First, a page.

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The Battle Of Valley Forge Helped Create A Combat Ready Army

2132 words - 9 pages

In a time of change and rebellion from the Queens ruling, a small and relatively undeveloped country fought to achieve her independence. A smaller, less equipped force, the Continental Army began its conquest to relieve its people once and for all of tyranny and allow it to be ruled under new found principles and foundations in what was named the Revolutionary war. The Revolutionary war in many ways marked the beginning of this conquest, an overall fight for freedom and justice. While the much better equipped English Army sat in idle comfort a band of Continental volunteers survived a grueling winter under the command of General George Washington and under the strict drills of Baron Von Steuben proved to create a hardened more resolved fighting force than Britain ever imagined. The events that took place at Valley Forge and the individuals that survived the grueling winter of 1777-1778 successfully completed the transition from civilian to soldier, educated to leader, and created a combat ready force that set forth on a victorious campaign against the British forces.
The time was December of 1777 and General George Washington’s 12,000 man army had just met defeat in the city of Philadelphia to the hands of British General Howe. To the credit of the Continental army Howe’s execution of his battle plan has been referred to as perfect textbook tactics and there was not much that the relatively untrained Continentals could do to defend against it. The men had made approximately a 20 mile tactical march from Philadelphia to the open grounds of Valley Forge. The area was chosen for its clear ability to observe British movement and battle formations as well as the ability to create a network of defensive and retreat positions. With winter closing in fast and the area barren with little to no shelter the Continental army was force to construct rickety wooden structures using little in the way of tools to create proper shelter. Since the force was poorly supplied the men had very little in the way of clothing food or medical supplies to treat and prevent disease. The winter meant no crops could be planted and food would be in short order for the already starving men. As the cold set in the tattered clothing and lack of boots led to many casualties. The Marquis de Lafayette wrote: "The unfortunate soldiers were in want of everything; they had neither coats nor hats, nor shirts, nor shoes. Their feet and their legs froze until they were black, and it was often necessary to amputate them." During these harsh times Washington would lose approximately 2000 men to the cold, disease and starvation. This was an obvious crush to the Generals already low numbers. This would also cause some men to desert; those caught were either hung or lashed. James Sullivan Martin, a Connecticut soldier at Valley Forge, wrote about the hard winter;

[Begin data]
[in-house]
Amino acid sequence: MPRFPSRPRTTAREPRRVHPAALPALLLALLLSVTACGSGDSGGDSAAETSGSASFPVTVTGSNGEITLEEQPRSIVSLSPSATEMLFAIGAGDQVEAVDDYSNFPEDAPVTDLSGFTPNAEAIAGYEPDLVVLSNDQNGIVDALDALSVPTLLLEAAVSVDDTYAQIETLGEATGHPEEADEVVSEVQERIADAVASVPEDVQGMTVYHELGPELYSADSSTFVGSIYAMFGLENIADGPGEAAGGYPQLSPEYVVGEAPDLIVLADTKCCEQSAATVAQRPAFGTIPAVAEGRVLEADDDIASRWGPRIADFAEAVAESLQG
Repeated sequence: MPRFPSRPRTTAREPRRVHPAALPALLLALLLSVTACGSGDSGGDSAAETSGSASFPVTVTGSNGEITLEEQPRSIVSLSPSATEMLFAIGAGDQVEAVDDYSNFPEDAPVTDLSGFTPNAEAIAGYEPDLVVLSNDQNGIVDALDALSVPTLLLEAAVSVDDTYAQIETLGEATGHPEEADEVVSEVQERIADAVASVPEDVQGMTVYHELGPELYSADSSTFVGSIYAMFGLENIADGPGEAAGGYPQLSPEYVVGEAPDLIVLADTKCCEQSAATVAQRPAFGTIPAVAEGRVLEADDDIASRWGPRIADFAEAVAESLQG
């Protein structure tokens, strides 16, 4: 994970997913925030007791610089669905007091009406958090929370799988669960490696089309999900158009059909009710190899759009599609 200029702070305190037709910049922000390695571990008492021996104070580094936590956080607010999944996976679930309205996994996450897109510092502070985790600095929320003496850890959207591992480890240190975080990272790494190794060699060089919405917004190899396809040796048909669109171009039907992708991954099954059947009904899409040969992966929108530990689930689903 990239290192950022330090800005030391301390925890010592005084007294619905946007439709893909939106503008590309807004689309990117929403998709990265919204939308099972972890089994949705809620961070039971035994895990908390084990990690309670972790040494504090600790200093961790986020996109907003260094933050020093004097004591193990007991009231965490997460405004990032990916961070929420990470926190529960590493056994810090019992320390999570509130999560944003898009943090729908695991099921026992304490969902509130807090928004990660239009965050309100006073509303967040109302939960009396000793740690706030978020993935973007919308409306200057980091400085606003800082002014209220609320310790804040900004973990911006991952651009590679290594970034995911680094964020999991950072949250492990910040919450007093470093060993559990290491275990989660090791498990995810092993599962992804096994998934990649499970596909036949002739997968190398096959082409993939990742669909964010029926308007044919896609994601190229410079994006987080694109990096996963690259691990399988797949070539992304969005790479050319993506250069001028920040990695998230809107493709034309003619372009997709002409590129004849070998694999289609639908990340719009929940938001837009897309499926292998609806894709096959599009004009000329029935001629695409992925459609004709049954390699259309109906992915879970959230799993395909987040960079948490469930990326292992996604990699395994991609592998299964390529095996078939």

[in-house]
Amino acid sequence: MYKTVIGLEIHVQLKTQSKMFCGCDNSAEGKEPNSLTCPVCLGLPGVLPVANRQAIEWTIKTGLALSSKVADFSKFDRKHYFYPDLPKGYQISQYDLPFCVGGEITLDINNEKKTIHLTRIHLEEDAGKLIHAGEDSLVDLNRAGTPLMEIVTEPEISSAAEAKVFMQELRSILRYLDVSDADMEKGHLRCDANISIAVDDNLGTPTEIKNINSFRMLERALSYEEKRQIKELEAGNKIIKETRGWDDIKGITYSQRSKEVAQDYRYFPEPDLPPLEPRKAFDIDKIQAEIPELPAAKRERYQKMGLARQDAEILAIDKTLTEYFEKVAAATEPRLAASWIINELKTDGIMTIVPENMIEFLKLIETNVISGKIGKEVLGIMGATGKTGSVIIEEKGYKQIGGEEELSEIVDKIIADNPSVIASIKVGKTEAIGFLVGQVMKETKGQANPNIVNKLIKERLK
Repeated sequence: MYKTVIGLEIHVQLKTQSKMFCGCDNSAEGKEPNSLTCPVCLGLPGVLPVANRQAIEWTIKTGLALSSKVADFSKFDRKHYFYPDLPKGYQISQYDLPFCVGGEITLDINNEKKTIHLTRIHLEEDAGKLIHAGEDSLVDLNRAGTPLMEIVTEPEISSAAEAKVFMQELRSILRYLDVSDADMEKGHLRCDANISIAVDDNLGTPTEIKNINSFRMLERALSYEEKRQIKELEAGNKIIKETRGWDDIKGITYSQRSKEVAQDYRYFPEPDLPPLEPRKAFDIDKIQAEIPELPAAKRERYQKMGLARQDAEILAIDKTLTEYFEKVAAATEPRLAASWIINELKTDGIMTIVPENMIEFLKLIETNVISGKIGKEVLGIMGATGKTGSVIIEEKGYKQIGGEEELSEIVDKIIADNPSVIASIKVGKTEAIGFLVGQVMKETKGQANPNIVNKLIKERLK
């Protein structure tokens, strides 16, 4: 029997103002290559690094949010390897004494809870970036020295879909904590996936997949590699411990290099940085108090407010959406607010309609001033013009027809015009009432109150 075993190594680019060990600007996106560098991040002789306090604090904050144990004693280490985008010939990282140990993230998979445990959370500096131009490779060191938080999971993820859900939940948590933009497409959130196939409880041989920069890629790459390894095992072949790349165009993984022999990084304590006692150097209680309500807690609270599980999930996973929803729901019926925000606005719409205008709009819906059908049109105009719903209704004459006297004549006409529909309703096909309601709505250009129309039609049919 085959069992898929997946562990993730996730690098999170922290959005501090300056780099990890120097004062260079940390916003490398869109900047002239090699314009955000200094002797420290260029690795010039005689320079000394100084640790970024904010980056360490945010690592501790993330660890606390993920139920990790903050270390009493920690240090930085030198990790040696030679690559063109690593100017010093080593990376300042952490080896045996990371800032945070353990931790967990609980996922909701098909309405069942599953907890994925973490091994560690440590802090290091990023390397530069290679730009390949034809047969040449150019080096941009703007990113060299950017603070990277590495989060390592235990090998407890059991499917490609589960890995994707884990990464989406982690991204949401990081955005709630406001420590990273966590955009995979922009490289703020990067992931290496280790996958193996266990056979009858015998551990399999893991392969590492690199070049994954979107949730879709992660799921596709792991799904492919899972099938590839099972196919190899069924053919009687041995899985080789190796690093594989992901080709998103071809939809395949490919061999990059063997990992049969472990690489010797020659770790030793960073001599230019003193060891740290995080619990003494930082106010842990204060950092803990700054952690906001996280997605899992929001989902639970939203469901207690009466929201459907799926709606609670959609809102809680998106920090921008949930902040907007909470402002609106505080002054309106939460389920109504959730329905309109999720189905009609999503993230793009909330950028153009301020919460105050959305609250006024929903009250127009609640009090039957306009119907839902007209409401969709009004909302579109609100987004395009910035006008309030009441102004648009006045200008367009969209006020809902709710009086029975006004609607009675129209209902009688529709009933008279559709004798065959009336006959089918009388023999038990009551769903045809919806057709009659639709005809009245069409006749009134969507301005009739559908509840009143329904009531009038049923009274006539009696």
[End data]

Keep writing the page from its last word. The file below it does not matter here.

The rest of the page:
Most soldiers lived in tents and were not only shirtless and barefoot, but destitute of all order of clothing,...

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